Zero-Sum Game in Trading in Practice

Zero-Sum Game in Trading in Practice

Is trading a zero-sum game?

    The total sum of profits and losses (P&L) of all traders over any period of time is zero assuming that the system is closed.



    Closed system means that a total amount of money and assets do not change over a given period of time. In such case we can demonstrate the zero-sum principle as following:


     Imagine that there is just a single trader in a particular isolated market, and he holds a certain amount of assets and money. Let’s assume there is no self-trade prevention system and commissions are zero. it’s evident that this trader can neither gain nor lose to himself over any period of time.


    Now imagine that he randomly splits his money and assets into number of trading accounts, and appoints a trader to each of them. Still, the total sum of P&L will remain zero. Same is true if these traders initially were individual traders.


     In reality, the system isn’t closed. Production increases the amount and value of assets, money can be added or taken out of the system. However, for day trading those factors usually are more negligible than, for instance, commissions, which make the sum of P&L negative for traders.


How should it affect my trading strategy?

    In order for you to make a profit, someone else has to lose by making transactions with you when you enter a position and when you exit it. Most probably it’s not the same trader, but as shown above, this doesn’t matter. Let’s call that trader a weaker competitor.


    At the same time, you need to avoid making transactions with stronger competitors that would do the same to you. But not all of the other market participants are your competitors. Some of them are allies who by their actions move the price in the direction desired for you or give useful signals.


    To design a profitable trading strategy, it is essential to describe the profiles of its allies and competitors by identifying its strength and weaknesses. Justify why your strategy is going to make transactions with weaker competitors and how it will avoid transactions with stronger competitors. Make sure it has the following relations with other market participants:


Weak Strong
Competitors Make transactions with them. They sell to you at a lower price, and buy from you at a higher price. Avoid transactions with them. For them, you are a weak competitor.
Allies They move the price in the direction desirable for you after you executed the order. They provide you useful signals thatallow making trading decisions earlier than weak allies.



Limited lifespan of “good” trading strategies

    The market always tends to equilibrium. Finding a profitable trading strategy means having high ROI (return on the investment) on the effort to develop, implement, and to run it. Ironically, such high ROI is also called market inefficiency.

    These opportunities attract other traders and investors who continuously search for trading opportunities. They may not find exactly your strategy, but a similar one. This increases the competition over the overlapping part and thus makes the market more “efficient” by reducing the profitability of that strategy, reaching the equilibrium or even overshooting into the negative area.


    Here is an example of our R&D playground. We have developed a virtual exchange, and generated hundreds of simple trading agents who can randomly send orders to that exchange, and also to modify or cancel their orders as in real exchange. The longer the trading session was, the wider was the distribution of the profits (P&L) of the agents. As expected, the total sum of their P&L at each moment during the trading session as well as at the end was zero.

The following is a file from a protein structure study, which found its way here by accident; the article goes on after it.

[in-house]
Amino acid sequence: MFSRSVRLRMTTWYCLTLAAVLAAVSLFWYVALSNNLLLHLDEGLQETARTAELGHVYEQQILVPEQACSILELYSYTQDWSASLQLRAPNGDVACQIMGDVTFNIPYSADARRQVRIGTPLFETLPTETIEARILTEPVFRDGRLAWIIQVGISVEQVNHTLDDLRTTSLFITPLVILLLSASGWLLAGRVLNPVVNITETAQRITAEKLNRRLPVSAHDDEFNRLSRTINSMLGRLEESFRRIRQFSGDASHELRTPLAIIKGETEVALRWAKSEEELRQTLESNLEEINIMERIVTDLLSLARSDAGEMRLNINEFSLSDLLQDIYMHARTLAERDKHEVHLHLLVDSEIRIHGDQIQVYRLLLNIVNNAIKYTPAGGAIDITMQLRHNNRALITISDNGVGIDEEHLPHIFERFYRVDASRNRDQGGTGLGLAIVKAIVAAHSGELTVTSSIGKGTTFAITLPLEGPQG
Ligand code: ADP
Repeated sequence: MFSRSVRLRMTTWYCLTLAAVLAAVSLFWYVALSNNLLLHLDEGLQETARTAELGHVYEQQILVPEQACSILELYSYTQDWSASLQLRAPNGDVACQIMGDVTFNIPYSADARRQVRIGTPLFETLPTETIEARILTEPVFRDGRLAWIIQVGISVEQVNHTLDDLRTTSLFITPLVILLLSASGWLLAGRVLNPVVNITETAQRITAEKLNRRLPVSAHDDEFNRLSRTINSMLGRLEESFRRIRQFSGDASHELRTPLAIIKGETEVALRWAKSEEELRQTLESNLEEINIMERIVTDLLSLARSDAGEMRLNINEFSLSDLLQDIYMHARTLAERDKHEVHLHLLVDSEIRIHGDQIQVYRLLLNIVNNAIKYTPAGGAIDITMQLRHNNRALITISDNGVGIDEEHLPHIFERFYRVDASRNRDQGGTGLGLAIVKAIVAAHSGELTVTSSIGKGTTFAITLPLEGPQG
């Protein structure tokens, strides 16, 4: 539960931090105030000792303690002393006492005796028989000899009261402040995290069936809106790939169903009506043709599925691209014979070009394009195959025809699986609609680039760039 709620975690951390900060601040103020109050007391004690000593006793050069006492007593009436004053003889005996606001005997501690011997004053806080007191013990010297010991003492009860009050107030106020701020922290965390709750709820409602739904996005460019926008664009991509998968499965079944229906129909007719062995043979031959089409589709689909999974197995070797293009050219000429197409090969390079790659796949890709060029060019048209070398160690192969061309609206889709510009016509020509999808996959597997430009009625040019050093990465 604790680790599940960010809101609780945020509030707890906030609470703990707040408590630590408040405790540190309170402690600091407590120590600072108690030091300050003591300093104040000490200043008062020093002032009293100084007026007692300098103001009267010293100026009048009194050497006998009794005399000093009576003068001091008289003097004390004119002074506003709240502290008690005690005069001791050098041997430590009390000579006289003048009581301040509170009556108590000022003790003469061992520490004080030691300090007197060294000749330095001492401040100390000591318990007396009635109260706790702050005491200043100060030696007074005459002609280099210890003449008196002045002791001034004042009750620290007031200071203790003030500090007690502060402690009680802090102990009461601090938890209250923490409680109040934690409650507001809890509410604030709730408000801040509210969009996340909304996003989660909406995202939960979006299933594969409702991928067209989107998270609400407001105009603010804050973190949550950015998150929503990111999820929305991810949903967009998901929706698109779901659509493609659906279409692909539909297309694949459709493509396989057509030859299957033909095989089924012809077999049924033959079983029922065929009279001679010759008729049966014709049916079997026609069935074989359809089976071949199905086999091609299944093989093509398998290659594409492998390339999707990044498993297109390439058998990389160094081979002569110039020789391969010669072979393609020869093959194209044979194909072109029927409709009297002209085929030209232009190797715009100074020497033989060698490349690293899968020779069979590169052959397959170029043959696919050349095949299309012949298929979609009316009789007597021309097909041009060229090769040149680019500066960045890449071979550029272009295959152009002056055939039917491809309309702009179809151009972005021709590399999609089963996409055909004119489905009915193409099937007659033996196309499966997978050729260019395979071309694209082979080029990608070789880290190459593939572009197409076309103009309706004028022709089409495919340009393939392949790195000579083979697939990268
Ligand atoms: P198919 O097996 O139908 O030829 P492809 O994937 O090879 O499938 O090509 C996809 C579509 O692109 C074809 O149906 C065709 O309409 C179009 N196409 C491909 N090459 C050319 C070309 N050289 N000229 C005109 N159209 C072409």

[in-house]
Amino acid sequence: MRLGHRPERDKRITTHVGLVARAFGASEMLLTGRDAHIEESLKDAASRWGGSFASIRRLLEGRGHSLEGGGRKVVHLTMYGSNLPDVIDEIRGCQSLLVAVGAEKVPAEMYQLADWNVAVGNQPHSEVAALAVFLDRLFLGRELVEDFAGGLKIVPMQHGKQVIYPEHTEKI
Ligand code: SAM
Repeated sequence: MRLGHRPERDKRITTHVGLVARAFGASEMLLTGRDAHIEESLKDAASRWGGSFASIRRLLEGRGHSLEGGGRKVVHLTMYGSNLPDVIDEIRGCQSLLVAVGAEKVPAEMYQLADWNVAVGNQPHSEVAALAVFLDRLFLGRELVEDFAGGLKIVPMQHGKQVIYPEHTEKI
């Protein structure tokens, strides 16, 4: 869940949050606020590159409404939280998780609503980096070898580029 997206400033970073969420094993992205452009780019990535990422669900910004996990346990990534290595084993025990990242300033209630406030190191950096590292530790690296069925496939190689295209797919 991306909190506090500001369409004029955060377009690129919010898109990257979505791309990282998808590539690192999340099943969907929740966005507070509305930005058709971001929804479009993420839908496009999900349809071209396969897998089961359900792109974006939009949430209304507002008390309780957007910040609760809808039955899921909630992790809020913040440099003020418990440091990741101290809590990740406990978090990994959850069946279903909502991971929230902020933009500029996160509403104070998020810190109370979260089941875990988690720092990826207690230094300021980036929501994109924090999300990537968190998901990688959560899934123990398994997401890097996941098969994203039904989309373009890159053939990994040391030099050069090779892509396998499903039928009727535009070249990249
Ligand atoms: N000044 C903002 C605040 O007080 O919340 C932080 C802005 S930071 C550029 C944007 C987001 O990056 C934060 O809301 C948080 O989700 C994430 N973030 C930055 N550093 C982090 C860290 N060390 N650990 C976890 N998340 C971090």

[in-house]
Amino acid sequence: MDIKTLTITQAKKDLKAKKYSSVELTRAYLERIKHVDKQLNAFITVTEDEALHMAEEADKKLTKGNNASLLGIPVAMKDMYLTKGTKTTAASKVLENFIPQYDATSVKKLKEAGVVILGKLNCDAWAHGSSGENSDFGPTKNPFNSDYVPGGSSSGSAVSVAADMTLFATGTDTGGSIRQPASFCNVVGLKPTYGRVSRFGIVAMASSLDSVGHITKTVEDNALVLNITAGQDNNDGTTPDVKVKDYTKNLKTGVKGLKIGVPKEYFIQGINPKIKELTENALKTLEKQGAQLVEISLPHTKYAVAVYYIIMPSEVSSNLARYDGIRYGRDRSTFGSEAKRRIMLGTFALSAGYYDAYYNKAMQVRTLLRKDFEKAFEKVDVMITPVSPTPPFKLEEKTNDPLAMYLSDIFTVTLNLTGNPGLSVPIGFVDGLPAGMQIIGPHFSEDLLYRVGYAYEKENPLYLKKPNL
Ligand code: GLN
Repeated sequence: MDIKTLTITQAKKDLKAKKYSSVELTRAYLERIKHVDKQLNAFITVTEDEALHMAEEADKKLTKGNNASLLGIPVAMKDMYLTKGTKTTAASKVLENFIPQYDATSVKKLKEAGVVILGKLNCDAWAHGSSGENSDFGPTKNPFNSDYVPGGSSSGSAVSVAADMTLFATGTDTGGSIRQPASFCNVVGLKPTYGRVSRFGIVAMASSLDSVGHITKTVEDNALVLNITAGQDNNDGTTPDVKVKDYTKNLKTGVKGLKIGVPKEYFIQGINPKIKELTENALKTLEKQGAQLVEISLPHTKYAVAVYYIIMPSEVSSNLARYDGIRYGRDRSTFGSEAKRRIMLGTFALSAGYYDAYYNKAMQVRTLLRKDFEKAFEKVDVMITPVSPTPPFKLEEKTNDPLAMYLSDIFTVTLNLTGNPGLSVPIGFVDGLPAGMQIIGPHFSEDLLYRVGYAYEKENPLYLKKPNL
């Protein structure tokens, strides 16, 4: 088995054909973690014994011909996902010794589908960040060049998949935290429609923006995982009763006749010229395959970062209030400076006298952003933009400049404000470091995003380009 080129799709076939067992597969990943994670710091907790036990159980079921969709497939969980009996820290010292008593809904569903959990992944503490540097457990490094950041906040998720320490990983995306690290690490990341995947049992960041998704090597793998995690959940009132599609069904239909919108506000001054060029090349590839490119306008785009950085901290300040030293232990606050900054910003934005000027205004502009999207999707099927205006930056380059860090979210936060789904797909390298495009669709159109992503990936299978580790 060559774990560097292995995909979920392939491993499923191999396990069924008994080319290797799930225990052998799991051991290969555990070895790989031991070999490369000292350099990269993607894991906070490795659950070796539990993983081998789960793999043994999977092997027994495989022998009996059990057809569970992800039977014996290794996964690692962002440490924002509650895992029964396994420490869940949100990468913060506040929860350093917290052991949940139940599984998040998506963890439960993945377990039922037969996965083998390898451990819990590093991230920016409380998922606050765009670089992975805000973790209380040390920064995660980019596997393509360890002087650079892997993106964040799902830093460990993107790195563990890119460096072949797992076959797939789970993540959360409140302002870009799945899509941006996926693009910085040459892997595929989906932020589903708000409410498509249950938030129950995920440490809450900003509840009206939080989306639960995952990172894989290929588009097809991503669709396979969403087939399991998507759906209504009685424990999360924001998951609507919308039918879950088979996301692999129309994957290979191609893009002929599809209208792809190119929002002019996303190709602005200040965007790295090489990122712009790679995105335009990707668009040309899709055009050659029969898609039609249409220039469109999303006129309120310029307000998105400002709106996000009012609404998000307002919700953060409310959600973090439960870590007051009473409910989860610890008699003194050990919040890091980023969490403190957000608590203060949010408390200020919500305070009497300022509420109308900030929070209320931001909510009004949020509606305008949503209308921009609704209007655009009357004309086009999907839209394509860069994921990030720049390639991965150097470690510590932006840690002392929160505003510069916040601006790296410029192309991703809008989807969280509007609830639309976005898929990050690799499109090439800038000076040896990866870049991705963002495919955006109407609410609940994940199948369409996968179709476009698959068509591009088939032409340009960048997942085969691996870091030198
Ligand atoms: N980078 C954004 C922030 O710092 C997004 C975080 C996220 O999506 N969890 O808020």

Then we created another generator of trading agents. This one aimed to mimic the behavior of a very primitive Market Making by increasing the chances of sending a Sell order above the current price and a Buy order below it. After mixing the two groups in a single trading session, we found that “market makers” performed significantly better and had positive P&L while almost all agents from the first group had negative P&L.


    Obviously, a human trader from the first group would decide to switch to the market making strategy in such environment, and at some point, there would be no traders in the first group to take advantage of. Also, because the trading strategy of market makers was so primitive, there is a place for another trading strategy that exploits their weak spots such as price trends and sharp movements.


The timing factor


    Because of the limited lifespan of profitable trading strategies, traders continuously seek for new ones. That also includes large firms that run powerful computers 24/7 looking for patterns in vast amounts of historical market data.

    To avoid false positive errors, they tune pattern detection algorithms for a certain level of statistical significance. Once such pattern is detected, traders begin using it for trading. We can ask a question: why this pattern existed in the first place? Or in other words, why does this market inefficiency exist?

    The answer is because until now this pattern didn’t cross the threshold of statistical significance. Therefore all other traders even if they also examined it, rejected and overlooked it. Until now… But from this point, it’s a race between many to get an edge and thus to bring the market back to equilibrium.



    Any fundamentally profitable trading strategy is a temporary opportunity. When examining a potentially profitable trading strategy we need to be able to answer the following questions: Why and how this strategy will stop being profitable? Will we notice when it happens? If we don’t have answers to these questions, then probably this strategy contains some unjustified assumptions.


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